Jim Collins: An Example of “Purpose” Versus “Me-Mission”
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October 28, 2011

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In 2001, Jim Collins’ Good to Great examined 1,435 companies. It observed that the 11 corporate entities that had made the jump from “good to great” over a 40-year period were headed up by relatively unknown chief executives as opposed to “the one genius with 1,000 helpers.”

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In addition, Collins argued, “We found that for leaders to make something great, their ambition has to be for the greatness of the work and the company, rather than for themselves … Celebrity CEOs, at those same decision points, are more likely to favor self and ego over company and work.”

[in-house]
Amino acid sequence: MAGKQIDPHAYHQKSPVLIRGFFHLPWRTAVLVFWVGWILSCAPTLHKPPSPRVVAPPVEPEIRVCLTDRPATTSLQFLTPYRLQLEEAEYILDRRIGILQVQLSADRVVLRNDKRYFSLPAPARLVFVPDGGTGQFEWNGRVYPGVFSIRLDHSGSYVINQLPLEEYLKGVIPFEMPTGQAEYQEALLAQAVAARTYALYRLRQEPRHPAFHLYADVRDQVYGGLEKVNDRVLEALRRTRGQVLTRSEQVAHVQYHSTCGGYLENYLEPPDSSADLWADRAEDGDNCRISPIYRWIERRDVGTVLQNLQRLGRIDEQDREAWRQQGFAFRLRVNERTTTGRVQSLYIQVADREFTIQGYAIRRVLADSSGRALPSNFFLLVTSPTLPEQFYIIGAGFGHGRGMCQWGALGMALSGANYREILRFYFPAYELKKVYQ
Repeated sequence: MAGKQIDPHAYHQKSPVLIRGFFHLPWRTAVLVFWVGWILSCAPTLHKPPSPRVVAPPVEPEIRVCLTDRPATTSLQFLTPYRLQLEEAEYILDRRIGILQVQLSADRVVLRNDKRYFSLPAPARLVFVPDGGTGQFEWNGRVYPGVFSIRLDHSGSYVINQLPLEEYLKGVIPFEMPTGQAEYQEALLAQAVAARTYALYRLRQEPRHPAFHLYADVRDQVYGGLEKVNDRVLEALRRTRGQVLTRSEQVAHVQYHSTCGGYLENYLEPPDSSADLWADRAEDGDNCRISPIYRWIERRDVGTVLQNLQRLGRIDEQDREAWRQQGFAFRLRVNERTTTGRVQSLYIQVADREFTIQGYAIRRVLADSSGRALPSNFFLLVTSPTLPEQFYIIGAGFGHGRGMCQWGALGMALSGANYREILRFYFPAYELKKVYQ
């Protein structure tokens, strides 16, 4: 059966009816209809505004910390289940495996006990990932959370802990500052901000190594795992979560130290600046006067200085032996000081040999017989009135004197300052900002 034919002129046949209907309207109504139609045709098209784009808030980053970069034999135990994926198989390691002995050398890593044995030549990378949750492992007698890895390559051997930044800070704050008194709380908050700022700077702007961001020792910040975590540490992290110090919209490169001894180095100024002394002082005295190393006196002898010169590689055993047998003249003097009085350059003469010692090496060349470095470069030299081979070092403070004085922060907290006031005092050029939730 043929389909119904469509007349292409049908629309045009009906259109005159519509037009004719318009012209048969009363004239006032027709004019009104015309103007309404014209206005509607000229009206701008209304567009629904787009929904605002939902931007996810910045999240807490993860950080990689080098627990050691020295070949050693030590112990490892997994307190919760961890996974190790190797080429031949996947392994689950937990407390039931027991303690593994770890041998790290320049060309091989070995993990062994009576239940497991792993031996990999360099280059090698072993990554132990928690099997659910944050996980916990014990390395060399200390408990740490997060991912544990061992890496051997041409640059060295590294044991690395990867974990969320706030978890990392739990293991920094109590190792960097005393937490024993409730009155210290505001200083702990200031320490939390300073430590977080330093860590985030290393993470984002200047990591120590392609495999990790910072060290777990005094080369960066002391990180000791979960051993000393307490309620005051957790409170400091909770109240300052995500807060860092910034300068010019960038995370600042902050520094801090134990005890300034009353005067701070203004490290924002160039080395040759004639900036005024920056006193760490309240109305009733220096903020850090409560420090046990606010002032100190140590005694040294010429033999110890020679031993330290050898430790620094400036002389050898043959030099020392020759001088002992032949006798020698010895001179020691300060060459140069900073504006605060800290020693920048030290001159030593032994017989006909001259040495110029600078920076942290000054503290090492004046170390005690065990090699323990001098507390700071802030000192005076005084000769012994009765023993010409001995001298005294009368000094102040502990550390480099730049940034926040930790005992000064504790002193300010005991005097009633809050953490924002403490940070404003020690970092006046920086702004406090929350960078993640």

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Researchers from John Molson School of Business at Concordia University in Montreal are currently expanding on their 2009 study that reveals a disturbing conclusion: Management ego is a better indicator of the possibility of financial fraud than corporate governance practices. They connect “managerial hubris” to bad corporate decisions that destroy value.

Mission: Why we do what we do for us.

Purpose: A higher motivation

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